Change is a constant in business—a good thing. There are business opportunities to explore, new technologies to implement, and different work processes to invent that can save time, money, and aggravation. In fact, you probably started your new job with some potentially brilliant ideas that you hope will improve the way your team works together. But lasting change is tougher to pull off than it sounds. Research shows that approximately 70 percent of workplace changes fail shortly after they are implemented. The number may actually be higher. And, it’s awfully hard for managers and staff to get motivated when they believe that the latest project from on high is going to die just like the last one . . . no matter what they do. In reality, the change itself—at least the nuts and bolts of a new process, product, or structure—is rarely the culprit. Typically, things go wrong because leaders aren’t skilled in how to implement changes. That brings us to the most important advice about change: it can make people very uncomfortable, even fearful. So, from a leadership perspective, driving change in the workplace is less about the process and more about people.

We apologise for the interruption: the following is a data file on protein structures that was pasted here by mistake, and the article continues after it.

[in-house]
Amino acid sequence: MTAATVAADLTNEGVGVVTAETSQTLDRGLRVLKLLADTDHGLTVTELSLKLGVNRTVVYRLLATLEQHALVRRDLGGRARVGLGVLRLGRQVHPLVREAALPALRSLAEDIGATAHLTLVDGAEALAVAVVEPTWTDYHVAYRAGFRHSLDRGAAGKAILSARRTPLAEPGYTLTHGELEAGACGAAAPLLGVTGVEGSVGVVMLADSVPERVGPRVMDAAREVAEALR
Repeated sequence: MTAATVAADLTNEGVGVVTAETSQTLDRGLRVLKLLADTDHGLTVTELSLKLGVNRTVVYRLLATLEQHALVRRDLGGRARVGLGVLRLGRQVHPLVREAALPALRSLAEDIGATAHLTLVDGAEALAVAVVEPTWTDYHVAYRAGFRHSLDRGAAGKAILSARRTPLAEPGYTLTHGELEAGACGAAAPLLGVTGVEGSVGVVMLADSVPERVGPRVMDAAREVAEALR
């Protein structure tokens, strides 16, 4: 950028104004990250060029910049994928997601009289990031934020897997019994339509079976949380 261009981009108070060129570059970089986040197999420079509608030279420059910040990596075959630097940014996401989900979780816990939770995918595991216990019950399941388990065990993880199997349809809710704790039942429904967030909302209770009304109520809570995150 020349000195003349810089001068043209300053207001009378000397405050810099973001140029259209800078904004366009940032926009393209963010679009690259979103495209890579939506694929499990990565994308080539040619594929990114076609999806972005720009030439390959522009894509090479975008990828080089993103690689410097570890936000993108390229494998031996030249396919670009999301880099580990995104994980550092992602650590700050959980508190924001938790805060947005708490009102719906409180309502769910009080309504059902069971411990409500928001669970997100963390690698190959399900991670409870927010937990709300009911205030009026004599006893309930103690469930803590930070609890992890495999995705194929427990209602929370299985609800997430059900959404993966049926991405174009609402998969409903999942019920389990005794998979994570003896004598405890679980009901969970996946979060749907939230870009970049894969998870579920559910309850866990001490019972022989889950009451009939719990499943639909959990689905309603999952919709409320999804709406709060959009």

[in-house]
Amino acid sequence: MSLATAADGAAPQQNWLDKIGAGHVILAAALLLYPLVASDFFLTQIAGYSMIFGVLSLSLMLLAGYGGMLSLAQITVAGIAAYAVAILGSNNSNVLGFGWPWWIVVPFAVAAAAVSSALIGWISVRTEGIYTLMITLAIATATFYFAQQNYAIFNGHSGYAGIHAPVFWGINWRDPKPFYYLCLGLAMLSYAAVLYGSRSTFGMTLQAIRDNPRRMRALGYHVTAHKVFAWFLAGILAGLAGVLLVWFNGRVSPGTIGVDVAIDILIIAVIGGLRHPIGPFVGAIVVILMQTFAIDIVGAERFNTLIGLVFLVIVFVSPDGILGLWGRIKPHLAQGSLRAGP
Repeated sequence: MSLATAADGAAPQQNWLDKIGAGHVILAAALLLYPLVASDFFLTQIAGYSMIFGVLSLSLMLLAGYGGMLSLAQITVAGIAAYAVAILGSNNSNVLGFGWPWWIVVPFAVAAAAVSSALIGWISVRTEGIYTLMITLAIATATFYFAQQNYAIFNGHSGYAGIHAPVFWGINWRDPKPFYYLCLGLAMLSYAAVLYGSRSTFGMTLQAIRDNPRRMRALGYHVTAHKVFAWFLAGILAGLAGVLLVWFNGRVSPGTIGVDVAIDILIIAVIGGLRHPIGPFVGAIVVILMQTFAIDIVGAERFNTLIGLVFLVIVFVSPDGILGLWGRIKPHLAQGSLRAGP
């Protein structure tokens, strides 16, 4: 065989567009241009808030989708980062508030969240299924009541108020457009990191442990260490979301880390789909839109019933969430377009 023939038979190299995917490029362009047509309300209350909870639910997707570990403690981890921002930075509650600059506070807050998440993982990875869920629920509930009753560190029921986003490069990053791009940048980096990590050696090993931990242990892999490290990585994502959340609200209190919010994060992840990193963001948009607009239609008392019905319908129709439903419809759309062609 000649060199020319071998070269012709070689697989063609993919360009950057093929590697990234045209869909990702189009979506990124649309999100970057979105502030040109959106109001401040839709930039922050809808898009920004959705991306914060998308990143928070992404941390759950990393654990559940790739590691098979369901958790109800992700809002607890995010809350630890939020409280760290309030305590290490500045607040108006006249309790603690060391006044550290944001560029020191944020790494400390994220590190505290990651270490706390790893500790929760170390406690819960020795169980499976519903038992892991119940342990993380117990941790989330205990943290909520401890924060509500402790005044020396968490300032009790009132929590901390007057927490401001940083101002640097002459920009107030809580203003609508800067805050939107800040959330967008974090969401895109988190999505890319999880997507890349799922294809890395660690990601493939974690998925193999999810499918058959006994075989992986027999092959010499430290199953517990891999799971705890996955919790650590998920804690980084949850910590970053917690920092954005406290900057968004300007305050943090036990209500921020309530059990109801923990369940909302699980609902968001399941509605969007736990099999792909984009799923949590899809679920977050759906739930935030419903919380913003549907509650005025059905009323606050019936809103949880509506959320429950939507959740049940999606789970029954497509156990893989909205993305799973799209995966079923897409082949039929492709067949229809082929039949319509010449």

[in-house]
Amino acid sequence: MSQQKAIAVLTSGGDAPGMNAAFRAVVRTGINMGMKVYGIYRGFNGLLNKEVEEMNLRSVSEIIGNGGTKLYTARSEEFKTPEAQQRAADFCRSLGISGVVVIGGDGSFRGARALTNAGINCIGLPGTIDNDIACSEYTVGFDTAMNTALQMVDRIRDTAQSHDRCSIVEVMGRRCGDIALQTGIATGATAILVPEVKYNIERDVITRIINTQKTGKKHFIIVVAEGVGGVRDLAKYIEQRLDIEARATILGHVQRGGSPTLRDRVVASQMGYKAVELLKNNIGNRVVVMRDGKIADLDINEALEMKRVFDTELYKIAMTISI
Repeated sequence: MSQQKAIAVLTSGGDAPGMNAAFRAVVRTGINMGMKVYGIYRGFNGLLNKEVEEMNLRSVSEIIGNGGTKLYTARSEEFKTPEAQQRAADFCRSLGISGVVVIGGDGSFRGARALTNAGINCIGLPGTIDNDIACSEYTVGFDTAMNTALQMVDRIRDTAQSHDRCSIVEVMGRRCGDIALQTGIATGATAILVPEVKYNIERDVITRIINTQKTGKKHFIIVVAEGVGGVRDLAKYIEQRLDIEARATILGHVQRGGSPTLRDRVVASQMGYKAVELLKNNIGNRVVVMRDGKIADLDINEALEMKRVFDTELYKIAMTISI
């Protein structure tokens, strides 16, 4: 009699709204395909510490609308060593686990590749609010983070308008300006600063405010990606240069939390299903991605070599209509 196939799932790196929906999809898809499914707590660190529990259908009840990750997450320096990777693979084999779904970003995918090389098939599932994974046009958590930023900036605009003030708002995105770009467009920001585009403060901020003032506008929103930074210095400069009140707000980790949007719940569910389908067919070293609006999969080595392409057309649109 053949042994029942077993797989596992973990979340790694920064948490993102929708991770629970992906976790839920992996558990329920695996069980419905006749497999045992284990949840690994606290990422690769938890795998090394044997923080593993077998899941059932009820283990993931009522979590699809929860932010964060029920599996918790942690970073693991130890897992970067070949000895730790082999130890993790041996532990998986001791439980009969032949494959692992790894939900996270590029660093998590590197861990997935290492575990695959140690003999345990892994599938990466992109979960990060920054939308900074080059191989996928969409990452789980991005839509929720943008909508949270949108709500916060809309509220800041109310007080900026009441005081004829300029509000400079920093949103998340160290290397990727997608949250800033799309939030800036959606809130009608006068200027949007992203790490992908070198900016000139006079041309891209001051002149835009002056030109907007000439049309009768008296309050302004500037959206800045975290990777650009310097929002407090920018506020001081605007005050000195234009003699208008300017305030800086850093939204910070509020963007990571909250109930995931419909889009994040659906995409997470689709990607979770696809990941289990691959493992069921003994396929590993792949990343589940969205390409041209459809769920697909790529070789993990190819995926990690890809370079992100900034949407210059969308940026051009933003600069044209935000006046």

Complete all four courses to receive a Technology & Leadership Center certificate in Change Management.